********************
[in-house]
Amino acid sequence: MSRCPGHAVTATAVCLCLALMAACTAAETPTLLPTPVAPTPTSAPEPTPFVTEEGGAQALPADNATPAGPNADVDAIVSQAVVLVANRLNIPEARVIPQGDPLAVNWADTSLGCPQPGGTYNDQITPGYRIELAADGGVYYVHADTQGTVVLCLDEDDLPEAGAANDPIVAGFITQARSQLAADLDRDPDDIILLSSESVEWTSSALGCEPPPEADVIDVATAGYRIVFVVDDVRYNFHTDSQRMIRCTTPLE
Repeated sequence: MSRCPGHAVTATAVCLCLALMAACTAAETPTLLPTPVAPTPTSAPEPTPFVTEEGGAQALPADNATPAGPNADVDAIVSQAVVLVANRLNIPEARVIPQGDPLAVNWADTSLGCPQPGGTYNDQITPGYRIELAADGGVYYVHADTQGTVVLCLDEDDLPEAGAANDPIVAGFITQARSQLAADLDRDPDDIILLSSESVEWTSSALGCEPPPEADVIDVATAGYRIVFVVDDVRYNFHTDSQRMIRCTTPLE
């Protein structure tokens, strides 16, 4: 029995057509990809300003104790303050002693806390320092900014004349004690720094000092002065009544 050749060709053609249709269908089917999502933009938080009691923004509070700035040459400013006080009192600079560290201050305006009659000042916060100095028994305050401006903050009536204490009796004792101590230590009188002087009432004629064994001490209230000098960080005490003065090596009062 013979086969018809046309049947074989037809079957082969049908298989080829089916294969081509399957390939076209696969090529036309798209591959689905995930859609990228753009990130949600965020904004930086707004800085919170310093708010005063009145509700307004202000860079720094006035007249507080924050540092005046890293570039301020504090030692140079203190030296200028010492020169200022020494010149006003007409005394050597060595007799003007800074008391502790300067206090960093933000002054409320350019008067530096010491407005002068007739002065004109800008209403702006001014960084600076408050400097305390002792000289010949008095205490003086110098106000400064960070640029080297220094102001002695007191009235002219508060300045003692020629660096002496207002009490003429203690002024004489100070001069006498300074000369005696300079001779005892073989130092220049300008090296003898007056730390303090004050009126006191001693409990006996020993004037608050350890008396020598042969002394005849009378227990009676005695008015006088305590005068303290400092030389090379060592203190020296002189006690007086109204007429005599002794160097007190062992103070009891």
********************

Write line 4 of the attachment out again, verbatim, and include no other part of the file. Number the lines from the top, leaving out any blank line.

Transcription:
């Protein structure tokens, strides 16, 4: 029995057509990809300003104790303050002693806390320092900014004349004690720094000092002065009544 050749060709053609249709269908089917999502933009938080009691923004509070700035040459400013006080009192600079560290201050305006009659000042916060100095028994305050401006903050009536204490009796004792101590230590009188002087009432004629064994001490209230000098960080005490003065090596009062 013979086969018809046309049947074989037809079957082969049908298989080829089916294969081509399957390939076209696969090529036309798209591959689905995930859609990228753009990130949600965020904004930086707004800085919170310093708010005063009145509700307004202000860079720094006035007249507080924050540092005046890293570039301020504090030692140079203190030296200028010492020169200022020494010149006003007409005394050597060595007799003007800074008391502790300067206090960093933000002054409320350019008067530096010491407005002068007739002065004109800008209403702006001014960084600076408050400097305390002792000289010949008095205490003086110098106000400064960070640029080297220094102001002695007191009235002219508060300045003692020629660096002496207002009490003429203690002024004489100070001069006498300074000369005696300079001779005892073989130092220049300008090296003898007056730390303090004050009126006191001693409990006996020993004037608050350890008396020598042969002394005849009378227990009676005695008015006088305590005068303290400092030389090379060592203190020296002189006690007086109204007429005599002794160097007190062992103070009891």